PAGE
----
France sentences U.S. Embassy bomb plotters

/ Source: The Associated Press

A French court on Tuesday gave the maximum 10-year prison sentence to the ringleader of an alleged plot to send a suicide bomber into the U.S. Embassy in Paris.

The court also sentenced five other defendants in the case to prison terms of between one and nine years.

The group’s ringleader, Djamel Beghal, 39, and the others were charged with “criminal association in relation with a terrorist enterprise,” a broad accusation commonly used in terrorism cases in France that allowed for a maximum 10-year sentence.

The defendants all denied any connection to a terror plot, and Beghal testified that his confession of a plan to send a suicide bomber into the U.S. Embassy was obtained under torture after his July 2001 arrest in Dubai, United Arab Emirates. He was extradited to France two months later and retracted that confession.

The defendants involved in the plot spanned five European countries. The investigation against them opened Sept. 10, 2001 — a day before the al-Qaida terror attacks on the World Trade Center and the Pentagon.

Trail of phone calls, meetings, trips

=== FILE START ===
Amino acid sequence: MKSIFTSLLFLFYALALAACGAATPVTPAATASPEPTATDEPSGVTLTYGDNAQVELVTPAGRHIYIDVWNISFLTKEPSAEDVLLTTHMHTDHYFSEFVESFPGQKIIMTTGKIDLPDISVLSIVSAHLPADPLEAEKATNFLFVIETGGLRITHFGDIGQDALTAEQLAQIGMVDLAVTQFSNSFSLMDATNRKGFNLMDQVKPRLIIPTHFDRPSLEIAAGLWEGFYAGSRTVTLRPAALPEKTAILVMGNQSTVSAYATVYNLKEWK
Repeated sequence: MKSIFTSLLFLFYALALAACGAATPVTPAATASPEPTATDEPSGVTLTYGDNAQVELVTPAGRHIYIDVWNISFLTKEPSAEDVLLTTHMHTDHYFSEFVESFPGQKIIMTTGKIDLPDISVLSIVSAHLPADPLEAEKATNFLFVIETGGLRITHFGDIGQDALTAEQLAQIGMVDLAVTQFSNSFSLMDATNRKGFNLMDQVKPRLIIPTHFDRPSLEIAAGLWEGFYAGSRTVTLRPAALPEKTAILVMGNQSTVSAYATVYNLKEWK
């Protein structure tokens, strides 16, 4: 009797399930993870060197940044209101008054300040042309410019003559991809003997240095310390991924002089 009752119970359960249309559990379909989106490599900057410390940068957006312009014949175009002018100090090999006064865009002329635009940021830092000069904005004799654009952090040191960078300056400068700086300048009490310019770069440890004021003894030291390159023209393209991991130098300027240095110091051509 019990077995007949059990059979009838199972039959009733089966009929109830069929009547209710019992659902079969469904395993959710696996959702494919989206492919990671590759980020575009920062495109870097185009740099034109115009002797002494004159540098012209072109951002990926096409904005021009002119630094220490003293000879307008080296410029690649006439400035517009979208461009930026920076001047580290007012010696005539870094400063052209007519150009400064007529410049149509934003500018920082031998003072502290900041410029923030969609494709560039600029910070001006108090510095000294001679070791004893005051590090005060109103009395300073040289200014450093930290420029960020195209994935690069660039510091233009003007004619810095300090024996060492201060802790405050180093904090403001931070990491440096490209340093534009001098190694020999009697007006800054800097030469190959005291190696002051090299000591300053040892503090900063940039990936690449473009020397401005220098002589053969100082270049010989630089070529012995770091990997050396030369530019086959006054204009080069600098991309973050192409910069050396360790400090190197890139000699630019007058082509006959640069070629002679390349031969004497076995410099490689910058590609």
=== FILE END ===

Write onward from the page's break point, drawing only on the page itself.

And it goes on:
No solid evidence of a plot was presented at the trial, leaving the panel of three judges to untangle a trail of phone calls, meetings with suspect acquaintances and trips.

Prosecutors claimed the plot was concocted in Afghanistan with leading al-Qaida lieutenant Abu Zubaydah, who was captured in March 2002. At his trial, Beghal denied ever meeting the Saudi-born Palestinian, said to be a link between Osama bin Laden and many of al-Qaida’s operational cells.

In Dubai, Beghal supposedly told Dubai authorities of a plot to target U.S. interests in France and identified a Tunisian accomplice, former professional soccer player Nizar Trabelsi, who was to enter the U.S. Embassy wearing a bomb belt.

Beghal said the confession was extracted through torture that he claimed included inserting instruments such as knitting needles into his genitals.

Trabelsi was convicted in Belgium in September 2003 after admitting to plans to drive a car bomb into a Belgian air base where U.S. nuclear weapons are believed stored.

The other lead suspect, Kamel Daoudi, 30, was sentenced to nine years in prison. Daoudi, a computer expert who also trained in Afghanistan, was arrested in Britain, where he fled ahead of a police sweep in France.

According to prosecutors, Daoudi was to send information about preparations for the embassy attack to Afghanistan via the Internet — and receive the green light for the attack in the same way.

Beghal and Daoudi, both of Algerian origin, spoke at length during the trial about their religious commitment but denied being Islamic radicals ready to commit terror attacks.

Asked if he considered himself a radical, Beghal testified: “I am a Muslim and Muslim to the hilt.”